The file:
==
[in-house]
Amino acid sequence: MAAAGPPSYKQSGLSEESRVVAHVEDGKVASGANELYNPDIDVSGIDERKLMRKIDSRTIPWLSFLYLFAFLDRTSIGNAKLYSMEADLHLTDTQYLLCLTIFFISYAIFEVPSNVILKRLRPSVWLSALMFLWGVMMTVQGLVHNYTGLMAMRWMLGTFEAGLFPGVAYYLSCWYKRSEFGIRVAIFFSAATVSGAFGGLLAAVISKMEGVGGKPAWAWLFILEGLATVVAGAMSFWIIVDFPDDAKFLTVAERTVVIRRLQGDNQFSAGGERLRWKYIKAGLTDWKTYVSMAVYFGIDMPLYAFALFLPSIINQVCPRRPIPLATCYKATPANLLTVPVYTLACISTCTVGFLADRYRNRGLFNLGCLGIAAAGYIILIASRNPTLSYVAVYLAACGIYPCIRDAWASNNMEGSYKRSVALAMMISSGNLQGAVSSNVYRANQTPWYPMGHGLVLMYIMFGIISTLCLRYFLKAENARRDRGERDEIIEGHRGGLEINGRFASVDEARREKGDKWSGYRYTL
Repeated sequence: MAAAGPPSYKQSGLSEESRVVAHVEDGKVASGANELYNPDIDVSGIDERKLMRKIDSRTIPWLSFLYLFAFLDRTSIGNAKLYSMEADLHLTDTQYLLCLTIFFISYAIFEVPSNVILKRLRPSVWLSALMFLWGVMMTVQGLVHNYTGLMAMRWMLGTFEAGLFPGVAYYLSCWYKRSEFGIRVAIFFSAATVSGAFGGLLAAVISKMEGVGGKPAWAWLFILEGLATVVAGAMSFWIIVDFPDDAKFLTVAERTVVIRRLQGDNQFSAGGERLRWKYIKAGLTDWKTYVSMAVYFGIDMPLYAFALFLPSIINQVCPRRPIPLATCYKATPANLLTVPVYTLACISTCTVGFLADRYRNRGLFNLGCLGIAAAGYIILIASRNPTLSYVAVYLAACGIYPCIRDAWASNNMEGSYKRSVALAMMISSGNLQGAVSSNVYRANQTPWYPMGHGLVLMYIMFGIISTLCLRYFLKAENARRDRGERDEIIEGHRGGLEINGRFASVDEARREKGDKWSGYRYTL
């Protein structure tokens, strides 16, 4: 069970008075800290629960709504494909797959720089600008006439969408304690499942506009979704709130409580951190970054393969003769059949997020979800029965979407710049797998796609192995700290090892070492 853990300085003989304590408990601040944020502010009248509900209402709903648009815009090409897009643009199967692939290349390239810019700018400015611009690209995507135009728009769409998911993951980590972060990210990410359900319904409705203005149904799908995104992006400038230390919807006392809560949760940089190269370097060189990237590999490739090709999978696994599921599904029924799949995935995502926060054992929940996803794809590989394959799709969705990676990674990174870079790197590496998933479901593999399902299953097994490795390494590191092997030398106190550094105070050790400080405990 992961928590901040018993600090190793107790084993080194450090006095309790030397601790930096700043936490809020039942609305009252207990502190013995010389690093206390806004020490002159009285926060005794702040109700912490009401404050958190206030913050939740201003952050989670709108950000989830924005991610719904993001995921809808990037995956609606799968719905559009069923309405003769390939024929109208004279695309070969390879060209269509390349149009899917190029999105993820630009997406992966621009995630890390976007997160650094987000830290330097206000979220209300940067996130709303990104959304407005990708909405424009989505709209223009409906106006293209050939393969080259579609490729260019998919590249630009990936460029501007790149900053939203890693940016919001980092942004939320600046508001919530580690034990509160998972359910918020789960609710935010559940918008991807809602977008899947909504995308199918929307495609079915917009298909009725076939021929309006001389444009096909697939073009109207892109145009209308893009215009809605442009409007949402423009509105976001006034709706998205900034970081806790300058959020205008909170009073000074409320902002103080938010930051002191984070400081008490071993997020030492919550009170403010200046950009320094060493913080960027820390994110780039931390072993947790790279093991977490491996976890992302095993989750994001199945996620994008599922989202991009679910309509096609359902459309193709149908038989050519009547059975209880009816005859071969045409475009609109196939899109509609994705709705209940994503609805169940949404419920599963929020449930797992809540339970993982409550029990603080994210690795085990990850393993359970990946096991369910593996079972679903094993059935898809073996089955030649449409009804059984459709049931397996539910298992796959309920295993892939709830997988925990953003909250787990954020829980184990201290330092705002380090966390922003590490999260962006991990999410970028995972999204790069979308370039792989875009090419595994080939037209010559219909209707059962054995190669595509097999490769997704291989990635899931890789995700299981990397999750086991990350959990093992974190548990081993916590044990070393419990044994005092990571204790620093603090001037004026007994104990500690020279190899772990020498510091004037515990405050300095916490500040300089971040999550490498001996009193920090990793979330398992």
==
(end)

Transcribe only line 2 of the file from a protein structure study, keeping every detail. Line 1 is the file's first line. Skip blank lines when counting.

Amino acid sequence: MAAAGPPSYKQSGLSEESRVVAHVEDGKVASGANELYNPDIDVSGIDERKLMRKIDSRTIPWLSFLYLFAFLDRTSIGNAKLYSMEADLHLTDTQYLLCLTIFFISYAIFEVPSNVILKRLRPSVWLSALMFLWGVMMTVQGLVHNYTGLMAMRWMLGTFEAGLFPGVAYYLSCWYKRSEFGIRVAIFFSAATVSGAFGGLLAAVISKMEGVGGKPAWAWLFILEGLATVVAGAMSFWIIVDFPDDAKFLTVAERTVVIRRLQGDNQFSAGGERLRWKYIKAGLTDWKTYVSMAVYFGIDMPLYAFALFLPSIINQVCPRRPIPLATCYKATPANLLTVPVYTLACISTCTVGFLADRYRNRGLFNLGCLGIAAAGYIILIASRNPTLSYVAVYLAACGIYPCIRDAWASNNMEGSYKRSVALAMMISSGNLQGAVSSNVYRANQTPWYPMGHGLVLMYIMFGIISTLCLRYFLKAENARRDRGERDEIIEGHRGGLEINGRFASVDEARREKGDKWSGYRYTL